|US8358663||Jan 22, 2013||Broadcom Corporation||System and method for retransmitting packets over a network of communication channels|
|US8400452 *||May 8, 2008||Mar 19, 2013||Motorola Solutions, Inc.||Method and system for segmented propagation visualization|
|US8429695||Feb 12, 2010||Apr 23, 2013||Ppc Broadband, Inc.||CATV entry adapter and method utilizing directional couplers for MoCA signal communication|
|US8442695 *||Nov 22, 2011||May 14, 2013||Allure Energy, Inc.||Auto-adaptable energy management apparatus|
|US8479247||Apr 14, 2010||Jul 2, 2013||Ppc Broadband, Inc.||Upstream bandwidth conditioning device|
|US8487717||Feb 1, 2010||Jul 16, 2013||Ppc Broadband, Inc.||Multipath mitigation circuit for home network|
|US8495696 *||Apr 27, 2010||Jul 23, 2013||Arris Solutions, Inc.||Coaxial communication active tap device and distribution system|
|US8510782||Jan 21, 2010||Aug 13, 2013||Ppc Broadband, Inc.||CATV entry adapter and method for preventing interference with eMTA equipment from MoCA Signals|
|US8514860||Feb 22, 2011||Aug 20, 2013||Broadcom Corporation||Systems and methods for implementing a high throughput mode for a MoCA device|
|US8526429||Jul 27, 2010||Sep 3, 2013||Broadcom Corporation||MAC to PHY interface apparatus and methods for transmission of packets through a communications network|
|US8528034 *||Apr 28, 2010||Sep 3, 2013||Comcast Cable Communications, Llc||Multi-mode modem|
|US8537925||Oct 4, 2011||Sep 17, 2013||Broadcom Corporation||Apparatus and methods for compensating for signal imbalance in a receiver|
|US8549567||Apr 1, 2009||Oct 1, 2013||Samuel H. Russ||Media content sharing over a home network|
|US8553547||Mar 23, 2010||Oct 8, 2013||Broadcom Corporation||Systems and methods for retransmitting packets over a network of communication channels|
|US8561125||Jul 11, 2011||Oct 15, 2013||Ppc Broadband, Inc.||Home network frequency conditioning device and method|
|US8571518||Oct 29, 2012||Oct 29, 2013||Allure Energy, Inc.||Proximity detection module on thermostat|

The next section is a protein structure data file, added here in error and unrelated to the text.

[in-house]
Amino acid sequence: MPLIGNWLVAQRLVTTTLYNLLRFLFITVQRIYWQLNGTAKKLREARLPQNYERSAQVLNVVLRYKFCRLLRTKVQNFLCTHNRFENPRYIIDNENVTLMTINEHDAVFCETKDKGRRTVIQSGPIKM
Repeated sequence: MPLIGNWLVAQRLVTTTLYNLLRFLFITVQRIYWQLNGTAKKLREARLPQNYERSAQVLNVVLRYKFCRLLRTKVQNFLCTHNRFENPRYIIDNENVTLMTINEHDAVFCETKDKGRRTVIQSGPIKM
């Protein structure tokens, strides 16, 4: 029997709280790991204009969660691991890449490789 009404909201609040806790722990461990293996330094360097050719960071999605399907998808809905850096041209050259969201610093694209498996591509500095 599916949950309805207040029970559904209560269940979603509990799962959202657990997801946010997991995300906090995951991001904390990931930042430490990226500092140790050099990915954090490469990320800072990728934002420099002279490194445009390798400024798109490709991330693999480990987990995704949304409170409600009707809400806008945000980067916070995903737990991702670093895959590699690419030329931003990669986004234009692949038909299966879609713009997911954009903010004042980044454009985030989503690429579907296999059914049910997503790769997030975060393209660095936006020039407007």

|US8611327||Feb 22, 2011||Dec 17, 2013||Broadcom Corporation||Method and apparatus for policing a QoS flow in a MoCA 2.0 network|
|US8626344||Jul 20, 2010||Jan 7, 2014||Allure Energy, Inc.||Energy management system and method|
|US8627385||Nov 20, 2007||Jan 7, 2014||David B. Davies||Systems and methods for operating a peripheral record playback device in a networked multimedia system|
|US8724485 *||Jan 30, 2008||May 13, 2014||Broadcom Corporation||Home network system and method|
|US8730798||May 5, 2010||May 20, 2014||Broadcom Corporation||Transmitter channel throughput in an information network|
|US8737254||Jun 28, 2012||May 27, 2014||Broadcom Corporation||Systems and methods for reducing reservation request overhead in a communications network|
|US8755289 *||Jun 4, 2008||Jun 17, 2014||Broadcom Corporation||Home network system and method|
|US8761200 *||Aug 30, 2001||Jun 24, 2014||Broadcom Corporation||Home network system and method|
|US8804480||Jul 26, 2012||Aug 12, 2014||Broadcom Corporation||Systems and methods for providing a MoCA improved performance for short burst packets|
|US8811403||Jul 2, 2012||Aug 19, 2014||Broadcom Corporation||Systems and methods for physical layer (“PHY”) concatenation in a multimedia over coax alliance network|
|US8831028||Jan 14, 2013||Sep 9, 2014||Broadcom Corporation||System and method for retransmitting packets over a network of communication channels|
|US8837514||Oct 30, 2012||Sep 16, 2014||Bernard F. Bareis||Broadband multi-drop local network, interface and method for multimedia access|
|US8855794||Aug 30, 2012||Oct 7, 2014||Allure Energy, Inc.||Energy management system and method, including auto-provisioning capability using near field communication|
|US8855830||Jul 20, 2010||Oct 7, 2014||Allure Energy, Inc.||Energy management system and method|
|US8867355||Jul 14, 2010||Oct 21, 2014||Broadcom Corporation||MoCA multicast handling|
|US8942220||Nov 5, 2013||Jan 27, 2015||Broadcom Corporation||Method and apparatus for policing a flow in a network|
|US8942250||Oct 4, 2010||Jan 27, 2015||Broadcom Corporation||Systems and methods for providing service (“SRV”) node selection|
|US8949456 *||Oct 27, 2007||Feb 3, 2015||Blackberry Limited||System and method for redirecting data to a wireless device over a plurality of communication paths|